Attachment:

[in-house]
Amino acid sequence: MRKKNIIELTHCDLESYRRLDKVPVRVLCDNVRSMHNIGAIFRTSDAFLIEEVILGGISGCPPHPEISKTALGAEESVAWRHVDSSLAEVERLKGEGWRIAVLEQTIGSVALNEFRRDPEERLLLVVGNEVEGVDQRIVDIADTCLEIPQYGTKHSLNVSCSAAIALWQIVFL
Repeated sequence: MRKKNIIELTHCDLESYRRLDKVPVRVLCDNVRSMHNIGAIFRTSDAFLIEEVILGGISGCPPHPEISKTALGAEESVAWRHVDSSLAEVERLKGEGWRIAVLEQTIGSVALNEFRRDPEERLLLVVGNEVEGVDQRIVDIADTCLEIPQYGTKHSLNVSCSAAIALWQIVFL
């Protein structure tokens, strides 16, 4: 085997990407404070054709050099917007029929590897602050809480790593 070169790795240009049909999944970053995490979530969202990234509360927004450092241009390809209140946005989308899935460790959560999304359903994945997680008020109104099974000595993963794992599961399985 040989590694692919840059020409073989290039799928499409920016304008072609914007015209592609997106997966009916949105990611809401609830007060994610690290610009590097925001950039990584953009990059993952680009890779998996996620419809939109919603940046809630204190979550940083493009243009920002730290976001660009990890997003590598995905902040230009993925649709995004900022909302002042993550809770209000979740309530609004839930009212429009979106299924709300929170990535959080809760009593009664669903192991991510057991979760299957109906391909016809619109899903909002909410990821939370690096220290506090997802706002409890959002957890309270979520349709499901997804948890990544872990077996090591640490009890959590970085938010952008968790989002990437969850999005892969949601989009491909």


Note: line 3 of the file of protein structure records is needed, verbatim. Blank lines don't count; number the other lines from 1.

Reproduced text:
Repeated sequence: MRKKNIIELTHCDLESYRRLDKVPVRVLCDNVRSMHNIGAIFRTSDAFLIEEVILGGISGCPPHPEISKTALGAEESVAWRHVDSSLAEVERLKGEGWRIAVLEQTIGSVALNEFRRDPEERLLLVVGNEVEGVDQRIVDIADTCLEIPQYGTKHSLNVSCSAAIALWQIVFL